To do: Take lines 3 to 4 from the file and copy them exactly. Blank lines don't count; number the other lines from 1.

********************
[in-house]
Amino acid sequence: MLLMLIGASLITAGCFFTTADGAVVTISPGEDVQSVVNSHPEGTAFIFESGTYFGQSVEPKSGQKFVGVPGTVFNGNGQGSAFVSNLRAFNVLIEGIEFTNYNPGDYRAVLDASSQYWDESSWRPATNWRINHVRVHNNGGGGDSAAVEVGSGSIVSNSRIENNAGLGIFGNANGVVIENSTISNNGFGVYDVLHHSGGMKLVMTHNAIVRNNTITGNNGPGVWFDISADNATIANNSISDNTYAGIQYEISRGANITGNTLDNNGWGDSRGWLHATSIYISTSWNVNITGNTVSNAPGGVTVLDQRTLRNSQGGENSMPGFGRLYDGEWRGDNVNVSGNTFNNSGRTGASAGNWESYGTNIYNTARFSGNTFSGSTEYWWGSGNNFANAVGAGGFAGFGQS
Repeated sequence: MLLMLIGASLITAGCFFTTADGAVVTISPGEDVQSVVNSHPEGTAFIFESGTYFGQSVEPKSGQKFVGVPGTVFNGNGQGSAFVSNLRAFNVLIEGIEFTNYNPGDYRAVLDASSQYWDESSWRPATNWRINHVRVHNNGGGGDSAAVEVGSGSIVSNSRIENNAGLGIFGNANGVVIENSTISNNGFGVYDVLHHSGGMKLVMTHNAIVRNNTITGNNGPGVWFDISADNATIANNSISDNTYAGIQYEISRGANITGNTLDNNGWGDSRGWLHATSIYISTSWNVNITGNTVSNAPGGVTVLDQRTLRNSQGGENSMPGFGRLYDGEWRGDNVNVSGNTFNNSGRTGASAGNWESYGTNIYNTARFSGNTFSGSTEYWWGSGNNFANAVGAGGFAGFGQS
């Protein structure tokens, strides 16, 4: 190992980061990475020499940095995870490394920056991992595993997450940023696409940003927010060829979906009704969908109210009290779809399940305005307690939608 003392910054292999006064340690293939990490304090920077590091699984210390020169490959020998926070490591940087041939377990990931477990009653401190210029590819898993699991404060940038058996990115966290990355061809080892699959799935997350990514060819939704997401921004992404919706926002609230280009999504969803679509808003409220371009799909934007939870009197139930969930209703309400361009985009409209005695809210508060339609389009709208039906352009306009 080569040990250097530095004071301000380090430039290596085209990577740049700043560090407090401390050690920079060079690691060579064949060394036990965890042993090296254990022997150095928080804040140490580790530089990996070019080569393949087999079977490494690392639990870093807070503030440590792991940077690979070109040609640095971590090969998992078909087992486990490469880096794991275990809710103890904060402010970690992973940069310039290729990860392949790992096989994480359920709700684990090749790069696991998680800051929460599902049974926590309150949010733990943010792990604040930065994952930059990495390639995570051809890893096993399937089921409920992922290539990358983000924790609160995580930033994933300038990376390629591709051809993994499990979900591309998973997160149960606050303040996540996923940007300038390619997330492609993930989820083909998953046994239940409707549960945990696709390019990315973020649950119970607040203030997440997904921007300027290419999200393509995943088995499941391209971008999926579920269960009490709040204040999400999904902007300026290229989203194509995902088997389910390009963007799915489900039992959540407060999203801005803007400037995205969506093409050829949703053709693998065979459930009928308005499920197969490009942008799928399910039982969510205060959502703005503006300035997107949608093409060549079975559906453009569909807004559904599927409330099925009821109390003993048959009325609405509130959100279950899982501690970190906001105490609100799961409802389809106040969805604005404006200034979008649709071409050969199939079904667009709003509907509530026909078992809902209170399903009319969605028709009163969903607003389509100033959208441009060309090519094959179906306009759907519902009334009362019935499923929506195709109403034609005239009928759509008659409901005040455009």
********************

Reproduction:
Repeated sequence: MLLMLIGASLITAGCFFTTADGAVVTISPGEDVQSVVNSHPEGTAFIFESGTYFGQSVEPKSGQKFVGVPGTVFNGNGQGSAFVSNLRAFNVLIEGIEFTNYNPGDYRAVLDASSQYWDESSWRPATNWRINHVRVHNNGGGGDSAAVEVGSGSIVSNSRIENNAGLGIFGNANGVVIENSTISNNGFGVYDVLHHSGGMKLVMTHNAIVRNNTITGNNGPGVWFDISADNATIANNSISDNTYAGIQYEISRGANITGNTLDNNGWGDSRGWLHATSIYISTSWNVNITGNTVSNAPGGVTVLDQRTLRNSQGGENSMPGFGRLYDGEWRGDNVNVSGNTFNNSGRTGASAGNWESYGTNIYNTARFSGNTFSGSTEYWWGSGNNFANAVGAGGFAGFGQS
């Protein structure tokens, strides 16, 4: 190992980061990475020499940095995870490394920056991992595993997450940023696409940003927010060829979906009704969908109210009290779809399940305005307690939608 003392910054292999006064340690293939990490304090920077590091699984210390020169490959020998926070490591940087041939377990990931477990009653401190210029590819898993699991404060940038058996990115966290990355061809080892699959799935997350990514060819939704997401921004992404919706926002609230280009999504969803679509808003409220371009799909934007939870009197139930969930209703309400361009985009409209005695809210508060339609389009709208039906352009306009 080569040990250097530095004071301000380090430039290596085209990577740049700043560090407090401390050690920079060079690691060579064949060394036990965890042993090296254990022997150095928080804040140490580790530089990996070019080569393949087999079977490494690392639990870093807070503030440590792991940077690979070109040609640095971590090969998992078909087992486990490469880096794991275990809710103890904060402010970690992973940069310039290729990860392949790992096989994480359920709700684990090749790069696991998680800051929460599902049974926590309150949010733990943010792990604040930065994952930059990495390639995570051809890893096993399937089921409920992922290539990358983000924790609160995580930033994933300038990376390629591709051809993994499990979900591309998973997160149960606050303040996540996923940007300038390619997330492609993930989820083909998953046994239940409707549960945990696709390019990315973020649950119970607040203030997440997904921007300027290419999200393509995943088995499941391209971008999926579920269960009490709040204040999400999904902007300026290229989203194509995902088997389910390009963007799915489900039992959540407060999203801005803007400037995205969506093409050829949703053709693998065979459930009928308005499920197969490009942008799928399910039982969510205060959502703005503006300035997107949608093409060549079975559906453009569909807004559904599927409330099925009821109390003993048959009325609405509130959100279950899982501690970190906001105490609100799961409802389809106040969805604005404006200034979008649709071409050969199939079904667009709003509907509530026909078992809902209170399903009319969605028709009163969903607003389509100033959208441009060309090519094959179906306009759907519902009334009362019935499923929506195709109403034609005239009928759509008659409901005040455009």